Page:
certain cards to offset losses in other areas. Citigroup, which has 54
million active accounts, began notifying some customers recently that
their interest rates were going up by an average of three percentage
points. American Express also announced plans to raise rates on some
customers by two to three percentage points on an annual basis.

Depending on whether the increases apply to existing balances, such action could be limited or banned by the new rules.

The Fed received more than 60,000 comment letters on the proposal, a
record number for any regulatory proposal. Most were from consumers
complaining about their credit cards.

The most significant change between the pending rules and a proposal
in May was the government’s decision not to enact specific rules
related to fees that customers are charged when they overdraw their
bank account. Regulators want more time to study this issue, people
familiar with the matter said.

—Jane J. Kim contributed to this article.

Write to Damian Paletta at damian.paletta@wsj.com

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FRB: Highlights of Proposed Rules Regarding Credit Cards and Overdraft Services

Highlights of Proposed Rules Regarding Credit Cards and Overdraft Services
Regulation AA (Unfair Acts or Practices)
The proposal would amend Regulation AA to prohibit unfair or deceptive acts or practices by banks in connection with credit card accounts and overdraft services for deposit accounts.

Credit Cards

* Time to Make Payments. The proposal would prohibit banks from treating a payment as late unless the consumer has been provided a reasonable amount of time to make that payment. There would be a safe harbor for banks that send periodic statements at least 21 days prior to the payment due date.

* Allocation of Payments. When different annual percentage rates (APRs) apply to different balances on a credit card account (for example, purchases and cash advances), banks would have to allocate payments exceeding the minimum payment using one of three methods or a method equally beneficial to consumers. They could not allocate the entire amount to the balance with the lowest rate. A bank could, for example, split the amount equally between two balances. In addition, to enable consumers to receive the full benefit of discounted promotional rates (for example, on balance transfers), during the promotional period payments in excess of the minimum would have to be allocated first to balances on which the rate is not discounted.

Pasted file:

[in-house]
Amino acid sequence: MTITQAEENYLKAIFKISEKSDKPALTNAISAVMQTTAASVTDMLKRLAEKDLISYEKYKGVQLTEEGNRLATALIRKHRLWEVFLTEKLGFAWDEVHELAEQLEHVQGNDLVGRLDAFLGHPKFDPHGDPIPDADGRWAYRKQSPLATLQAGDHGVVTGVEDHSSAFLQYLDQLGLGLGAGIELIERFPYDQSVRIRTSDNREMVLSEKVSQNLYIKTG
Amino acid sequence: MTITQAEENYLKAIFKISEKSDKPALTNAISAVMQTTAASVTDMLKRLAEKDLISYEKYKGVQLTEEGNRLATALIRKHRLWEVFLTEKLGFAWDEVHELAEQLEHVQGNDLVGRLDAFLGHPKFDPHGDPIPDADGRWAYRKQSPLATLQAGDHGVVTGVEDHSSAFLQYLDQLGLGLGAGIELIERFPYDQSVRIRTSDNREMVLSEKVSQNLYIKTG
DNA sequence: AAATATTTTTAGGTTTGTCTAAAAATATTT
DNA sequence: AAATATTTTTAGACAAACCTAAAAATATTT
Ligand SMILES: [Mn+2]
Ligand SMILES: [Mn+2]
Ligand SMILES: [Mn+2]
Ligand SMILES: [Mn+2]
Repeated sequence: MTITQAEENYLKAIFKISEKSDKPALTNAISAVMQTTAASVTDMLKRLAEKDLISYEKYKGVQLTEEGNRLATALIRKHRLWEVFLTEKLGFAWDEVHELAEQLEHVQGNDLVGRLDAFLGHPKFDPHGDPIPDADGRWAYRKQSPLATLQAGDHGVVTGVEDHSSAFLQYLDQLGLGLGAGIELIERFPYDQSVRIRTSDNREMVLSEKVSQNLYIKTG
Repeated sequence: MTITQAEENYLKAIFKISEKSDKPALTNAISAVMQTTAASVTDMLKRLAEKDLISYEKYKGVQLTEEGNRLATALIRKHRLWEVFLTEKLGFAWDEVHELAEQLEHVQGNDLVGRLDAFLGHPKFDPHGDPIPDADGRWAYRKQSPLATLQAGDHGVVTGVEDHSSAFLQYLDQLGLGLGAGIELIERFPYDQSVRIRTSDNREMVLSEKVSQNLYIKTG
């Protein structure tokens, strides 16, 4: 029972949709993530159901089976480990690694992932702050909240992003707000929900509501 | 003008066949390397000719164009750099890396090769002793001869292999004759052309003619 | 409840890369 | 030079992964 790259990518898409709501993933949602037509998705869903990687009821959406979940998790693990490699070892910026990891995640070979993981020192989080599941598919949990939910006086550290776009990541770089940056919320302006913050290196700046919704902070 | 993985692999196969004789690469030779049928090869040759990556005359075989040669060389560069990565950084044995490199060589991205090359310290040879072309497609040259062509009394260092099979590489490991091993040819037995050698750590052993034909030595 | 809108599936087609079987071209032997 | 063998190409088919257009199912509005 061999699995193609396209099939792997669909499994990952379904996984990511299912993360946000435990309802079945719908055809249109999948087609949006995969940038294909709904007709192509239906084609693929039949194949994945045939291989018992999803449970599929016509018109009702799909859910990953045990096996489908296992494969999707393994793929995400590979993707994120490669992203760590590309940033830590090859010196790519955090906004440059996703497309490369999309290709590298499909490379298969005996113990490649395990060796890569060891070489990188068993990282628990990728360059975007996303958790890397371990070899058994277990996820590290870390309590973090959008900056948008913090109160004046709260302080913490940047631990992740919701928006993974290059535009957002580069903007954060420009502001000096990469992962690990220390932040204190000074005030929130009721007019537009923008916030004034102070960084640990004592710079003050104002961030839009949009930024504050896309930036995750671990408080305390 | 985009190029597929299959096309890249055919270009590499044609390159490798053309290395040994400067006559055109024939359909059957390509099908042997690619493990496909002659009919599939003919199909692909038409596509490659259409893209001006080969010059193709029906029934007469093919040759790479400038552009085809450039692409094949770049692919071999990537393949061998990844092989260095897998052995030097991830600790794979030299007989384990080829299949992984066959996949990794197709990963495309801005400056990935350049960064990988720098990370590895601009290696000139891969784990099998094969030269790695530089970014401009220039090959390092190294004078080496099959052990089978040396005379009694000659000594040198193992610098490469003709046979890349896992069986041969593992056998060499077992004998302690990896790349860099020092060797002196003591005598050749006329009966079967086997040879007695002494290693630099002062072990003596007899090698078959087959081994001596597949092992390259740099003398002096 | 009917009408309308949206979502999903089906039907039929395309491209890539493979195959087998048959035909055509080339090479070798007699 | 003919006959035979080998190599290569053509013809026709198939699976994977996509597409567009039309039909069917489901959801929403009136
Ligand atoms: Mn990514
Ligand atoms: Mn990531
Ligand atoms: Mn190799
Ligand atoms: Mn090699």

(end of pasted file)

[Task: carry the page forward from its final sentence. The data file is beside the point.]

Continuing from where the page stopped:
* Applying Rate Increases to Existing Balances. The proposal would prohibit banks from increasing the interest rate on outstanding balances unless the increase is due to: (i) the operation of an index (in other words, the rate is a variable rate); (ii) the expiration or loss of a promotional rate (provided the rate is not increased to a penalty rate); or (iii) the minimum payment not being received within 30 days of the due date.

* Two-Cycle Billing. The proposal would prohibit banks from imposing finance charges based on balances on days in billing cycles preceding the most recent billing cycle, a practice that is sometimes referred to as two-cycle billing.

* Financing of Security Deposits and Fees. The proposal would address concerns regarding subprime credit cards by prohibiting banks from financing security deposits and fees for credit availability (such as account-opening fees or membership fees) if charges assessed during the first twelve months would exceed 50 percent of the initial credit limit. The proposal would also require financed security deposits and fees exceeding 25 percent of the initial credit limit to be spread over the first year.

* Credit Card Holds. The proposal would prohibit banks from imposing a fee when the credit limit is exceeded solely because a hold was placed on available credit. This can occur where the final dollar amount of a transaction was not known in advance (for example, when a consumer checks into a hotel, a hold is placed for the expected cost of the stay).